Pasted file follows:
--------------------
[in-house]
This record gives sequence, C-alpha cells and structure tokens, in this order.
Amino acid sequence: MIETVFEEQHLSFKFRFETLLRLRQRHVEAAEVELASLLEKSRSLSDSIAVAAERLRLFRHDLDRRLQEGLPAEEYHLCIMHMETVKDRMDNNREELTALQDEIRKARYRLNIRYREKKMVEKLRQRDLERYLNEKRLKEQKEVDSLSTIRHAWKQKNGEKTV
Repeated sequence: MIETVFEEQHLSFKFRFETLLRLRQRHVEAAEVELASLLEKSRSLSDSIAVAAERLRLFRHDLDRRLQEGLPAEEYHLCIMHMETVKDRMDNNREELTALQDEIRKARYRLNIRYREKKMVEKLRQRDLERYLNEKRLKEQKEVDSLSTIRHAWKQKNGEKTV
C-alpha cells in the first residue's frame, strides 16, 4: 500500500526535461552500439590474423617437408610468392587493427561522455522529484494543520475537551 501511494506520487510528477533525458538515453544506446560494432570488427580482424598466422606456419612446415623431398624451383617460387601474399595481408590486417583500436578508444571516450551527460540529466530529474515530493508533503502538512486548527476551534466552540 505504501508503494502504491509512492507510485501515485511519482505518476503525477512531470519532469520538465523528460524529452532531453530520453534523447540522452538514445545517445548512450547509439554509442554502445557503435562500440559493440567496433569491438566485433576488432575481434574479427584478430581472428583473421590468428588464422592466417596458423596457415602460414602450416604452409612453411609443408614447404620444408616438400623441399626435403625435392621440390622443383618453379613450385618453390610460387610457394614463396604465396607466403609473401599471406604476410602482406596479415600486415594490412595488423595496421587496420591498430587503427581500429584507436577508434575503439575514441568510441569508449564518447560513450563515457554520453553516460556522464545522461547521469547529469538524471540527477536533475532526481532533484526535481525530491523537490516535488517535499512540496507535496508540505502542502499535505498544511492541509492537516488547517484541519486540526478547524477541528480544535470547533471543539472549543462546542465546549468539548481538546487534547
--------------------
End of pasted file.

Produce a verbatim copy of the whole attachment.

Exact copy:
[in-house]
This record gives sequence, C-alpha cells and structure tokens, in this order.
Amino acid sequence: MIETVFEEQHLSFKFRFETLLRLRQRHVEAAEVELASLLEKSRSLSDSIAVAAERLRLFRHDLDRRLQEGLPAEEYHLCIMHMETVKDRMDNNREELTALQDEIRKARYRLNIRYREKKMVEKLRQRDLERYLNEKRLKEQKEVDSLSTIRHAWKQKNGEKTV
Repeated sequence: MIETVFEEQHLSFKFRFETLLRLRQRHVEAAEVELASLLEKSRSLSDSIAVAAERLRLFRHDLDRRLQEGLPAEEYHLCIMHMETVKDRMDNNREELTALQDEIRKARYRLNIRYREKKMVEKLRQRDLERYLNEKRLKEQKEVDSLSTIRHAWKQKNGEKTV
C-alpha cells in the first residue's frame, strides 16, 4: 500500500526535461552500439590474423617437408610468392587493427561522455522529484494543520475537551 501511494506520487510528477533525458538515453544506446560494432570488427580482424598466422606456419612446415623431398624451383617460387601474399595481408590486417583500436578508444571516450551527460540529466530529474515530493508533503502538512486548527476551534466552540 505504501508503494502504491509512492507510485501515485511519482505518476503525477512531470519532469520538465523528460524529452532531453530520453534523447540522452538514445545517445548512450547509439554509442554502445557503435562500440559493440567496433569491438566485433576488432575481434574479427584478430581472428583473421590468428588464422592466417596458423596457415602460414602450416604452409612453411609443408614447404620444408616438400623441399626435403625435392621440390622443383618453379613450385618453390610460387610457394614463396604465396607466403609473401599471406604476410602482406596479415600486415594490412595488423595496421587496420591498430587503427581500429584507436577508434575503439575514441568510441569508449564518447560513450563515457554520453553516460556522464545522461547521469547529469538524471540527477536533475532526481532533484526535481525530491523537490516535488517535499512540496507535496508540505502542502499535505498544511492541509492537516488547517484541519486540526478547524477541528480544535470547533471543539472549543462546542465546549468539548481538546487534547